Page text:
Meet Cheyenne Woods, The 24-Year-Old Who’s Changing The Face Of Women's Golf

Photographed by Therese & Joel.
Cheyenne Woods was born, it seems, determined to win. “I have two older brothers, and I was always playing every sport with them, wanting to beat them in everything,” she says with a slight smile. “Winning is always in the back of my head.”

And, if her current standing as just the sixth African-American woman ever to play on the LPGA Tour is any indication, it seems Woods is on the right track. “It’s been a long journey to work up to this point,” she says. “I played college golf for four years, then I turned pro, played for a year and a half, and finally got my LPGA card. It’s gone the way it should have.”

Now, Cheyenne is readying for her rookie year, playing an entire season of professional golf, touring the world, and preparing for (hopefully) more victories. “Last year, I had my first professional win in Australia, which was really exciting — it was on the European Tour on the Gold Coast of Australia, and for me, that was real validation. It was a confidence boost.”

But, Cheyenne is no ordinary rookie. In fact, her recent trip to New York City involved the photo shoot you see here, plus meetings with magazines like Teen Vogue and Glamour. She also just appeared in the pages of Marie Claire’s May issue and has racked up almost 85,000 followers on her social media accounts. For sure, the girl’s got game…but at least some of the spotlight shining on her has had to do with her name.
Photographed by Therese & Joel.
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“When I was six or seven years old, I thought it was so cool that Tiger was on television, and that he was so successful and everybody knew him,” she says of her uncle, who currently ranks as one of the highest-paid athletes in the world. “In golf, there weren’t many exciting people to watch, so to see Tiger and know I was related to him made it really cool to play golf.”

Cheyenne minces no words about her admiration for her uncle — in fact, she’s his biggest supporter on social media, alerting her followers to when he’s playing and how he’s doing. It’s from Tiger that she learned one of the game’s most valuable lessons: “He taught me to trust my ability. In golf, a huge part of the game is mental, and if you don’t believe in yourself, then you’re not going to play well. Trust what you’re able to do, and that will be huge when you’re out on the course.” 

Luckily, she’s unfazed by the headlines and the seemingly constant mentions of the fact that she’s Tiger’s niece. “It just feels normal,” she says. Keeping her message positive and remaining on track — even as headlines turned toward her uncle’s controversial personal life — may have served as a veritable training ground for Cheyenne. “[The recognition] is good, actually, in the sense that it’s prepared me for the stage on the LPGA. I’ve had media attention and spotlight, so I know what it’s like.”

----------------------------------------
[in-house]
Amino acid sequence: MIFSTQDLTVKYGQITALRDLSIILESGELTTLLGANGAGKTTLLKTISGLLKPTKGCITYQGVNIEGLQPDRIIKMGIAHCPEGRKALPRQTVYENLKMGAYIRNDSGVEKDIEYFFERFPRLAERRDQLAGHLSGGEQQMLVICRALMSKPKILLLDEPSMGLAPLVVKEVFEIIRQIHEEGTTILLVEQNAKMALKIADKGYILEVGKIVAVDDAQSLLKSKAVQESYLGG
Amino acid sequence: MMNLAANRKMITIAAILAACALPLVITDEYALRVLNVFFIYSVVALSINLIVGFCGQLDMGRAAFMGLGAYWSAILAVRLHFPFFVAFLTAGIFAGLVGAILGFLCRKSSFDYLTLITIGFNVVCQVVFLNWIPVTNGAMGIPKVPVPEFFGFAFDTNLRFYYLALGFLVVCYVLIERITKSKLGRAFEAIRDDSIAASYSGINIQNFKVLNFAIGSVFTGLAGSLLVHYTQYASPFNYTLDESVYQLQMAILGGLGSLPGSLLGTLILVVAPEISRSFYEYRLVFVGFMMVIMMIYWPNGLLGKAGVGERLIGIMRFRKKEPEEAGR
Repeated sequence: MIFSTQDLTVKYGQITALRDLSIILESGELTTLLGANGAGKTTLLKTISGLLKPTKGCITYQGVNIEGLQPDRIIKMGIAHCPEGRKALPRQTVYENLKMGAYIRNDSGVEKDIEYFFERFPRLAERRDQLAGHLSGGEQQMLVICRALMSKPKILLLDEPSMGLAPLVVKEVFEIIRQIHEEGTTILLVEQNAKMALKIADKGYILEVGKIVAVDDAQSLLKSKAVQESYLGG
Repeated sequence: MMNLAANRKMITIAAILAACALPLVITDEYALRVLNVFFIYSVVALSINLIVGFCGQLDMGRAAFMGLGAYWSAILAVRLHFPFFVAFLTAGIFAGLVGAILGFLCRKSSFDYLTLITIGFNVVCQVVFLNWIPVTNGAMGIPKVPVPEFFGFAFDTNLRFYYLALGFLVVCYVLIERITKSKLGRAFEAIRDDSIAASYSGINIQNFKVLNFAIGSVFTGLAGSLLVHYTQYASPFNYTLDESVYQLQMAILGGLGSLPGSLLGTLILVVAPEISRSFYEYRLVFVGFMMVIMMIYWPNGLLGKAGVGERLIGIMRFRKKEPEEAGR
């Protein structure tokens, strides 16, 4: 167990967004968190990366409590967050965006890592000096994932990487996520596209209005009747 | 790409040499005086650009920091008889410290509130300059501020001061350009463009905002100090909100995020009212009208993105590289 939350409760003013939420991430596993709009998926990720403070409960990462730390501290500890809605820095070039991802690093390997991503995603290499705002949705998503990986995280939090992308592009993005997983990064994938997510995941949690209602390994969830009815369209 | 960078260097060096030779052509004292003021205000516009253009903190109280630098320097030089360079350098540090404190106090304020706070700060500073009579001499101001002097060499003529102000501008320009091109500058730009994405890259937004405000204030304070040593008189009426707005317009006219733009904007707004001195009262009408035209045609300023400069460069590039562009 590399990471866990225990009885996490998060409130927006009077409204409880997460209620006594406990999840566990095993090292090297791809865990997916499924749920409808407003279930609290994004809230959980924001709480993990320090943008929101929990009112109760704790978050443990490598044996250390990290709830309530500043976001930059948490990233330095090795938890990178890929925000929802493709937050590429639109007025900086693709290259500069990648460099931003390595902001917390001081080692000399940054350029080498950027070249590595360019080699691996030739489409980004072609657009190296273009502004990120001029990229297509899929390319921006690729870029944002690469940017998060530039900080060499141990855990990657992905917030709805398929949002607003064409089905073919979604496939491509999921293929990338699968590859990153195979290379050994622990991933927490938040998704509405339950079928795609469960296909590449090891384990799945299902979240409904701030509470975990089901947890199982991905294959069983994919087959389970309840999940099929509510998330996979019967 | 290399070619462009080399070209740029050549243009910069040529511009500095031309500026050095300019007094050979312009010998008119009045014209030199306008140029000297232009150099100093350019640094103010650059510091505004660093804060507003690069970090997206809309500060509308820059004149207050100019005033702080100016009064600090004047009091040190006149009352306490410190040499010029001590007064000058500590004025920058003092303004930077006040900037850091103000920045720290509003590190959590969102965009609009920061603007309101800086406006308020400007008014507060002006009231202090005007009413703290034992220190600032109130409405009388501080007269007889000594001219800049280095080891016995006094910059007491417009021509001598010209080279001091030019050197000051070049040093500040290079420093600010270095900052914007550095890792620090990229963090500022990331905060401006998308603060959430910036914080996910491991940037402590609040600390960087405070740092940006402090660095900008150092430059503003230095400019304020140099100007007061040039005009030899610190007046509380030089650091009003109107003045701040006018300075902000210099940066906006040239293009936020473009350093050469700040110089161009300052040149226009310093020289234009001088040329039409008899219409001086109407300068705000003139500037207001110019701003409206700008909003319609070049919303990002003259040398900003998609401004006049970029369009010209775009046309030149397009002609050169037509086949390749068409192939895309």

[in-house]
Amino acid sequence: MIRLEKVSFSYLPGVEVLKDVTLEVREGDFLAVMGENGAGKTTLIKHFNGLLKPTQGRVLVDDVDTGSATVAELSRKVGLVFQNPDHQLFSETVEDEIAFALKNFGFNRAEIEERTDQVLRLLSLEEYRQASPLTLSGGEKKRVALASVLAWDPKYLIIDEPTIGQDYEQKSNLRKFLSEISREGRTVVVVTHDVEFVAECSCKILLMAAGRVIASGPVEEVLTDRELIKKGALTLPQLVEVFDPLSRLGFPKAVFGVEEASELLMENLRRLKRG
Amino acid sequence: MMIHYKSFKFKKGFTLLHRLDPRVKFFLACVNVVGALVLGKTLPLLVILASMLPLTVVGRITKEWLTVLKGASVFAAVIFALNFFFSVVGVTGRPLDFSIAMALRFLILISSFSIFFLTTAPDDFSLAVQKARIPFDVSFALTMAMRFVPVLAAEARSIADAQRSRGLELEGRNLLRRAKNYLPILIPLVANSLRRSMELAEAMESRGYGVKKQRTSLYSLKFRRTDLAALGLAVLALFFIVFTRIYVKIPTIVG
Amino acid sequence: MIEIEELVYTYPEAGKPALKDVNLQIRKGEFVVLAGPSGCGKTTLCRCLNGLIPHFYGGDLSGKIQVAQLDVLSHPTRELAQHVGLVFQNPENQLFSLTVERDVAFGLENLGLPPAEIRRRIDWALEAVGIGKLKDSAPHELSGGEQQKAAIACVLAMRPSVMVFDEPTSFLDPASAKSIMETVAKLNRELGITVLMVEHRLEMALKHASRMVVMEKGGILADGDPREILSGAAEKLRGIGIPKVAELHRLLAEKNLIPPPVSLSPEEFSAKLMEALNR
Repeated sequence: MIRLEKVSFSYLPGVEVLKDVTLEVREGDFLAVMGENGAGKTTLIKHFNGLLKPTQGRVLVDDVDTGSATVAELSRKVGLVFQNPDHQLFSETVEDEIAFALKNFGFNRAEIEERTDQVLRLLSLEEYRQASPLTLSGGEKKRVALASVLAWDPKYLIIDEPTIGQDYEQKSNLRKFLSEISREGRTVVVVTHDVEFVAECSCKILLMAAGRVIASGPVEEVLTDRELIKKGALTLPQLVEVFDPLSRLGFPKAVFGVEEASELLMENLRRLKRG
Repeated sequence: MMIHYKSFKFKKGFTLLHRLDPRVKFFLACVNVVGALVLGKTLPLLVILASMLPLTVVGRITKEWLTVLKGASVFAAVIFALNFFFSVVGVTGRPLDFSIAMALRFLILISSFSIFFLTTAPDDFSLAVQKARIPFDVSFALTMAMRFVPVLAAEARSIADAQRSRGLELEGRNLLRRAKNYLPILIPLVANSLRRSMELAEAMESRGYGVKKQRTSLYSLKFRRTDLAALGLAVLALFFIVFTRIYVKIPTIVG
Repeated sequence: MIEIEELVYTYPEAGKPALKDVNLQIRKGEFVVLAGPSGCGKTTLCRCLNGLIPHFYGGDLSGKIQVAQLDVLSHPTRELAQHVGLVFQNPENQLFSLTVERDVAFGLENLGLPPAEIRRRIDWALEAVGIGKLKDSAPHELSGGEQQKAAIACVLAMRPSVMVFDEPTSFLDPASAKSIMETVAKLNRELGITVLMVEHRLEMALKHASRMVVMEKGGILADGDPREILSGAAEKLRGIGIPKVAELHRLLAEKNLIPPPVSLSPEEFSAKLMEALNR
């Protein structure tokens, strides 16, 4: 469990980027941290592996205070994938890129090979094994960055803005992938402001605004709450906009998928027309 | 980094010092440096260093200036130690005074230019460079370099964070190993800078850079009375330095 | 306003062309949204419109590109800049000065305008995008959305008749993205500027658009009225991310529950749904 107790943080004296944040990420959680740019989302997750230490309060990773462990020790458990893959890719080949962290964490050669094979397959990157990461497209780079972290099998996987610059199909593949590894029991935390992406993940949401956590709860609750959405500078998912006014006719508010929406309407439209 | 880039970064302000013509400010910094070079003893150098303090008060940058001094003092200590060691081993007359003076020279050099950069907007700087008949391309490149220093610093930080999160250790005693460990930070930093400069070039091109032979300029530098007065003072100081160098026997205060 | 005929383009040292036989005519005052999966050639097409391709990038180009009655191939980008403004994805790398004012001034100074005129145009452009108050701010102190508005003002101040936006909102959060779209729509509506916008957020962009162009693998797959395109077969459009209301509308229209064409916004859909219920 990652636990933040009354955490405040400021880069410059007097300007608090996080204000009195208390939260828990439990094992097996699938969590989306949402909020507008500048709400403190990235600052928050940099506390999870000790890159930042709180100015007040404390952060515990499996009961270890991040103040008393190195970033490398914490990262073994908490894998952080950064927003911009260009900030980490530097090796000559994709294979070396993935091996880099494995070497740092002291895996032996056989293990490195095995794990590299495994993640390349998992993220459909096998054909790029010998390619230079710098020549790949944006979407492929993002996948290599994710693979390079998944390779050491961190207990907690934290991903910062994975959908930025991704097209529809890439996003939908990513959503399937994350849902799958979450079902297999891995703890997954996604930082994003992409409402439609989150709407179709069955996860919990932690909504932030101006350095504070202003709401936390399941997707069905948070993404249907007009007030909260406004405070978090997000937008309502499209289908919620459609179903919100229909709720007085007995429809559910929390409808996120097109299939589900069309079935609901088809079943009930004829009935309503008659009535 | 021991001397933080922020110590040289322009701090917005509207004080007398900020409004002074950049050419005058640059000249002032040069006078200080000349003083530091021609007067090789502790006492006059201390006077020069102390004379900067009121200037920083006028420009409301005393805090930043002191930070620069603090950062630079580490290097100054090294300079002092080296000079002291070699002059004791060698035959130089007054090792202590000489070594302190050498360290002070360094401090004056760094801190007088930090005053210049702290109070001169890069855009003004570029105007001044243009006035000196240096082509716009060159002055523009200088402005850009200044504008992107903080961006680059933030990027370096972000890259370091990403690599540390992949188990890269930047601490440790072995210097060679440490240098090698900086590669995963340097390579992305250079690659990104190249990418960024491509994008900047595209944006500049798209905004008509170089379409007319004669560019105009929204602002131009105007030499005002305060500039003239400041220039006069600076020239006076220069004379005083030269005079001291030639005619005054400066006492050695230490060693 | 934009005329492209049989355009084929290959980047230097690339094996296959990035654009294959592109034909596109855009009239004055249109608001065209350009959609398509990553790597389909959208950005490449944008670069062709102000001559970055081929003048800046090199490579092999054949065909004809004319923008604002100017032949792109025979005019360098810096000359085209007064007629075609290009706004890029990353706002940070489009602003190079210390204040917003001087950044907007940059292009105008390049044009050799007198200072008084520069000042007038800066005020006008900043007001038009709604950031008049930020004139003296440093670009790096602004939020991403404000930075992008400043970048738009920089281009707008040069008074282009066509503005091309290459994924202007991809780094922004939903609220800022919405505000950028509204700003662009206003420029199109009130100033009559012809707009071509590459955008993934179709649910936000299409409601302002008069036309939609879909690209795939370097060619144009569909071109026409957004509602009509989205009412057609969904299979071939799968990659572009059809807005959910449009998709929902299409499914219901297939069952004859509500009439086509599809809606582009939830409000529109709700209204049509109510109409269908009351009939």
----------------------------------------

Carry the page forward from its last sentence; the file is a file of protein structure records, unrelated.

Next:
Perhaps witnessing fame is what instilled a sense of duty in Cheyenne, beyond being an extraordinary athlete. “It’s rare to see people of color in professional golf,” she says. “Golf is seen as a men’s sport, but also, it’s seen as a white man’s sport… There’s a lack of [diversity] on both the men’s and women’s sides.” This year, Sadena Parks and Cheyenne were both granted their LPGA cards, making it the first time that two black women are on the Tour together — ever.
Photographed by Therese & Joel.
This particular experience has inspired Cheyenne's ambitious plans to make golf more readily available, especially for young women. “I grew up middle class, and golf was expensive,” she says. “It’s hard to gain access to it… I think it would be good to see it in local schools — to teach kids that you have opportunities other than basketball, track, and football.”

In the meantime, though, the LPGA Tour is keeping her plenty busy, as she travels all over the world with her fellow athletes. And, luckily, competition doesn’t seem to get in the way of good sportsmanship. “It’s not as cutthroat as you think — golf is such a social game,” Cheyenne explains. “I grew up playing the sport around girls, and I made a lot of friends. On the course, you create friendships… You’re playing with these people for six hours every day, and you talk about life. You wouldn’t imagine the things we discuss on the course!”

Even though she wants to win, of course, golf has less to do with who’s the strongest or the fastest, and more to do with who’s having the best day. “I can’t control what she’s going to hit,” Cheyenne adds. “You’re playing against the course. We’re competitive, but we’re not playing against each other, really.”

In that way, golf supports her not only financially, but also in preparation for what might come her way off the course. “It keeps you humble,” Cheyenne explains. “When you’re on the course, you could be having the most amazing day ever — you’re six under [par] through 10 holes or something, but then you hit a double bogey. In life, it happens like that, too; you can be going on a great track, and then something pops up. It keeps you appreciative of what you have going on, both in life and on the course.”

Correction: An earlier version of this article misquoted Cheyenne as saying “you’re 600 through 10 holes.” What she actually said was, “you’re six under.”


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